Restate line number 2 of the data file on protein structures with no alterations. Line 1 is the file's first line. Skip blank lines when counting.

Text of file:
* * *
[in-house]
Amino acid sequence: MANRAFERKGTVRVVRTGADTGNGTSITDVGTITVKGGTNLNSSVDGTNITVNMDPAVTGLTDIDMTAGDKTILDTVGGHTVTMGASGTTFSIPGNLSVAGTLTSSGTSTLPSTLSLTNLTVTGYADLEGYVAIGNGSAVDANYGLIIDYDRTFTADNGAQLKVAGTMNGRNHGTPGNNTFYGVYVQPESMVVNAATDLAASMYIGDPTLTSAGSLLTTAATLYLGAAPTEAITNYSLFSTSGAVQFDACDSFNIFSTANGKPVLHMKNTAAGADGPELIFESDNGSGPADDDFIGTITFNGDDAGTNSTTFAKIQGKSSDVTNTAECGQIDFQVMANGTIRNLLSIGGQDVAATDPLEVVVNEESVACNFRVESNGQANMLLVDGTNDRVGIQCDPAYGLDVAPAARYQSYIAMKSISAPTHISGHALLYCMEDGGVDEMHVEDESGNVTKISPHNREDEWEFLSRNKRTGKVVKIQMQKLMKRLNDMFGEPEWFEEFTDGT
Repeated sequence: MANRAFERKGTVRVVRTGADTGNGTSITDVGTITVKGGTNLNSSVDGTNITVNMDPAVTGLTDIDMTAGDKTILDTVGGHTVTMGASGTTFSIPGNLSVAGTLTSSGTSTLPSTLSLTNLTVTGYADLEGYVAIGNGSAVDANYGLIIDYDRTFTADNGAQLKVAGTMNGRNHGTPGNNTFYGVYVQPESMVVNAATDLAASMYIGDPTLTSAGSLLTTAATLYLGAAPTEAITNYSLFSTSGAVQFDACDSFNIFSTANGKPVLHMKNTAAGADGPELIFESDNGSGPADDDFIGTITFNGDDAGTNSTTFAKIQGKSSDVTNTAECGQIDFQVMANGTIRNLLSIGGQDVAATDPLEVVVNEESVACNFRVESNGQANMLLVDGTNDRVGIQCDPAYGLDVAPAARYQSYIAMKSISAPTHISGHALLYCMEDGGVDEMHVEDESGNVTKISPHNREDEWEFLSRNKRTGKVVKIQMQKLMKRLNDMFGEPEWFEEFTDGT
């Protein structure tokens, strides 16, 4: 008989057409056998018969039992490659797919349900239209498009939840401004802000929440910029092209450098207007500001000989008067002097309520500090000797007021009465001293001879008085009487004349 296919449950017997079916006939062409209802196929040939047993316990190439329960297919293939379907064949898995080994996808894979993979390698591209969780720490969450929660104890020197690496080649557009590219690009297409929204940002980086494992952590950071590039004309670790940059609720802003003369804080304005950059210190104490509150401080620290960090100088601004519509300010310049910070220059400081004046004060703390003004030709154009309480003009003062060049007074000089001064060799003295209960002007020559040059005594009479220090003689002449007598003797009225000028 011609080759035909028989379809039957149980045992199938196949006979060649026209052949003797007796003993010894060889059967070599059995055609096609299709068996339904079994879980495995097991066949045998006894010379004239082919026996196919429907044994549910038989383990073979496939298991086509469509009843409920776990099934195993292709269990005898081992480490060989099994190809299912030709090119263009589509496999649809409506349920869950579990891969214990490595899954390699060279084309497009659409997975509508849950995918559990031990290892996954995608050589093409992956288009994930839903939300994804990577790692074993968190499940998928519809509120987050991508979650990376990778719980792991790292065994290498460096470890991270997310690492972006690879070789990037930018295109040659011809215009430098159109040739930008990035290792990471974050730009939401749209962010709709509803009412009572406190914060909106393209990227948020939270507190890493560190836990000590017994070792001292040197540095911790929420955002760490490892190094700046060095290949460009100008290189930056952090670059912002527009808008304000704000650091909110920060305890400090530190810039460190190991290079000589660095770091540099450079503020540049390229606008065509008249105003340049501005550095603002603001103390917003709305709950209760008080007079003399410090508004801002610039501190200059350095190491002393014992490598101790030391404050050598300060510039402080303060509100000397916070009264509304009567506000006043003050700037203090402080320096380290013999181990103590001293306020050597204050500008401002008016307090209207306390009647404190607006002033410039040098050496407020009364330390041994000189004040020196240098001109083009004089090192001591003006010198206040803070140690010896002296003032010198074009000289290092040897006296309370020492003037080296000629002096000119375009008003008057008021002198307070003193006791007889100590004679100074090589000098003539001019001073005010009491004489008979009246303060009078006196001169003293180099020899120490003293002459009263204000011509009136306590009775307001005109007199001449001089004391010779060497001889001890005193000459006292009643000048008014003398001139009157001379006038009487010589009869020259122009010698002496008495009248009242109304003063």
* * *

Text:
Amino acid sequence: MANRAFERKGTVRVVRTGADTGNGTSITDVGTITVKGGTNLNSSVDGTNITVNMDPAVTGLTDIDMTAGDKTILDTVGGHTVTMGASGTTFSIPGNLSVAGTLTSSGTSTLPSTLSLTNLTVTGYADLEGYVAIGNGSAVDANYGLIIDYDRTFTADNGAQLKVAGTMNGRNHGTPGNNTFYGVYVQPESMVVNAATDLAASMYIGDPTLTSAGSLLTTAATLYLGAAPTEAITNYSLFSTSGAVQFDACDSFNIFSTANGKPVLHMKNTAAGADGPELIFESDNGSGPADDDFIGTITFNGDDAGTNSTTFAKIQGKSSDVTNTAECGQIDFQVMANGTIRNLLSIGGQDVAATDPLEVVVNEESVACNFRVESNGQANMLLVDGTNDRVGIQCDPAYGLDVAPAARYQSYIAMKSISAPTHISGHALLYCMEDGGVDEMHVEDESGNVTKISPHNREDEWEFLSRNKRTGKVVKIQMQKLMKRLNDMFGEPEWFEEFTDGT